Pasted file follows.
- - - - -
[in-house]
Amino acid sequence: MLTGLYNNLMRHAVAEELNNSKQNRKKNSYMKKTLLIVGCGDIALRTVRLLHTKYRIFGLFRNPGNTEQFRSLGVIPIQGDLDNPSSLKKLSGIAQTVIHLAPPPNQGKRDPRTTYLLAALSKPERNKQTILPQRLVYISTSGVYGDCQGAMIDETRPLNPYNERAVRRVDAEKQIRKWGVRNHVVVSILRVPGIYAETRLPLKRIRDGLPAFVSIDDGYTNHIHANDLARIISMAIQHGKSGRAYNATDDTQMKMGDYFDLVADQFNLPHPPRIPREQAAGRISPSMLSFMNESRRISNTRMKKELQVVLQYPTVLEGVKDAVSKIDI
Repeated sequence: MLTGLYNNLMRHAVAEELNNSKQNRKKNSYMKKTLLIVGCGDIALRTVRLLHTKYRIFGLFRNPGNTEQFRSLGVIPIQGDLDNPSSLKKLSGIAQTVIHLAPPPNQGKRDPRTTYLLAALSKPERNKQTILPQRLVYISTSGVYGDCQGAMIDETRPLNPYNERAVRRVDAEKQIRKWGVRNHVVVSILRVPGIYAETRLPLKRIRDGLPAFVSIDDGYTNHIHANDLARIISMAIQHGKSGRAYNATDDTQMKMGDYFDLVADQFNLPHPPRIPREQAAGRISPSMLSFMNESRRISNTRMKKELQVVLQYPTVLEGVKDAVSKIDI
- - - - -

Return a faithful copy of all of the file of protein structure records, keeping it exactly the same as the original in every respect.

[in-house]
Amino acid sequence: MLTGLYNNLMRHAVAEELNNSKQNRKKNSYMKKTLLIVGCGDIALRTVRLLHTKYRIFGLFRNPGNTEQFRSLGVIPIQGDLDNPSSLKKLSGIAQTVIHLAPPPNQGKRDPRTTYLLAALSKPERNKQTILPQRLVYISTSGVYGDCQGAMIDETRPLNPYNERAVRRVDAEKQIRKWGVRNHVVVSILRVPGIYAETRLPLKRIRDGLPAFVSIDDGYTNHIHANDLARIISMAIQHGKSGRAYNATDDTQMKMGDYFDLVADQFNLPHPPRIPREQAAGRISPSMLSFMNESRRISNTRMKKELQVVLQYPTVLEGVKDAVSKIDI
Repeated sequence: MLTGLYNNLMRHAVAEELNNSKQNRKKNSYMKKTLLIVGCGDIALRTVRLLHTKYRIFGLFRNPGNTEQFRSLGVIPIQGDLDNPSSLKKLSGIAQTVIHLAPPPNQGKRDPRTTYLLAALSKPERNKQTILPQRLVYISTSGVYGDCQGAMIDETRPLNPYNERAVRRVDAEKQIRKWGVRNHVVVSILRVPGIYAETRLPLKRIRDGLPAFVSIDDGYTNHIHANDLARIISMAIQHGKSGRAYNATDDTQMKMGDYFDLVADQFNLPHPPRIPREQAAGRISPSMLSFMNESRRISNTRMKKELQVVLQYPTVLEGVKDAVSKIDI